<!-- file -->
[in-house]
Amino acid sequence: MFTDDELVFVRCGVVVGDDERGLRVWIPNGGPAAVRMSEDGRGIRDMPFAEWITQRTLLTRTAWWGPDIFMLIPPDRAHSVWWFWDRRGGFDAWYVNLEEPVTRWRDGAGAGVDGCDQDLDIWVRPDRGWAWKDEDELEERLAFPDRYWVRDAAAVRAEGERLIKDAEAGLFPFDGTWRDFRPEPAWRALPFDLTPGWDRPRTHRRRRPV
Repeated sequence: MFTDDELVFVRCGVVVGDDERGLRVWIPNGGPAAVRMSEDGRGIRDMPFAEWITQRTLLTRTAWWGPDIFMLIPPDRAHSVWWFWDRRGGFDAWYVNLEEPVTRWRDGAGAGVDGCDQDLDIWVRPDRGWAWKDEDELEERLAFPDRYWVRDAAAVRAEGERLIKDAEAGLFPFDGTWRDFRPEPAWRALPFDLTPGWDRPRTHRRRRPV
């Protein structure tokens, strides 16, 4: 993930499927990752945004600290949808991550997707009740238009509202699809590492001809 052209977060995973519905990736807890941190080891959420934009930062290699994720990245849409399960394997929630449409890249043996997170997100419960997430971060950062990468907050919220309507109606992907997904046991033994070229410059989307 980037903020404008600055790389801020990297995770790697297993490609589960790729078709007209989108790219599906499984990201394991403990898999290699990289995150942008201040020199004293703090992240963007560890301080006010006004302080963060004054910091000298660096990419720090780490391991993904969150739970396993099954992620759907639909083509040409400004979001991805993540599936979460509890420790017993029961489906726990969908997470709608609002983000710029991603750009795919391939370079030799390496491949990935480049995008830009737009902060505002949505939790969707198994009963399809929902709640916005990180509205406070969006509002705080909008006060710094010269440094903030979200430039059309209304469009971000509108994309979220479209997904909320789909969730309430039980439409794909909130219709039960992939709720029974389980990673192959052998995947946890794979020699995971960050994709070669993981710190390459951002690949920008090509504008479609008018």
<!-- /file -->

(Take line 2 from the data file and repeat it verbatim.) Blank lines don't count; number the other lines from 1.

Amino acid sequence: MFTDDELVFVRCGVVVGDDERGLRVWIPNGGPAAVRMSEDGRGIRDMPFAEWITQRTLLTRTAWWGPDIFMLIPPDRAHSVWWFWDRRGGFDAWYVNLEEPVTRWRDGAGAGVDGCDQDLDIWVRPDRGWAWKDEDELEERLAFPDRYWVRDAAAVRAEGERLIKDAEAGLFPFDGTWRDFRPEPAWRALPFDLTPGWDRPRTHRRRRPV